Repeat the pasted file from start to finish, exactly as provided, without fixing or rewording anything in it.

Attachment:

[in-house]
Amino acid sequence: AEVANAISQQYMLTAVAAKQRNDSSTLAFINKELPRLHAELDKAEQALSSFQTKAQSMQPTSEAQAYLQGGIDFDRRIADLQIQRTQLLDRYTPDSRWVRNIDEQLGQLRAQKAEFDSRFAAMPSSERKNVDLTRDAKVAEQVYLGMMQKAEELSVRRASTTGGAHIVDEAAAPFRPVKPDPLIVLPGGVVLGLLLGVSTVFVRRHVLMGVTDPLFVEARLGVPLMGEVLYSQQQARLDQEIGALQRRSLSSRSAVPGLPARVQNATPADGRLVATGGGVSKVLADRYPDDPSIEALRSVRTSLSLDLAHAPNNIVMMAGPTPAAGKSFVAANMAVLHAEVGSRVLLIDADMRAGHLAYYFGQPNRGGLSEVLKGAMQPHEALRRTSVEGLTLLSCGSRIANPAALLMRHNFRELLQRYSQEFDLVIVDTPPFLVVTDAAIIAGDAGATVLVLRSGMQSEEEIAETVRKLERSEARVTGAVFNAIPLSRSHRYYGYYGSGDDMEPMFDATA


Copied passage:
[in-house]
Amino acid sequence: AEVANAISQQYMLTAVAAKQRNDSSTLAFINKELPRLHAELDKAEQALSSFQTKAQSMQPTSEAQAYLQGGIDFDRRIADLQIQRTQLLDRYTPDSRWVRNIDEQLGQLRAQKAEFDSRFAAMPSSERKNVDLTRDAKVAEQVYLGMMQKAEELSVRRASTTGGAHIVDEAAAPFRPVKPDPLIVLPGGVVLGLLLGVSTVFVRRHVLMGVTDPLFVEARLGVPLMGEVLYSQQQARLDQEIGALQRRSLSSRSAVPGLPARVQNATPADGRLVATGGGVSKVLADRYPDDPSIEALRSVRTSLSLDLAHAPNNIVMMAGPTPAAGKSFVAANMAVLHAEVGSRVLLIDADMRAGHLAYYFGQPNRGGLSEVLKGAMQPHEALRRTSVEGLTLLSCGSRIANPAALLMRHNFRELLQRYSQEFDLVIVDTPPFLVVTDAAIIAGDAGATVLVLRSGMQSEEEIAETVRKLERSEARVTGAVFNAIPLSRSHRYYGYYGSGDDMEPMFDATA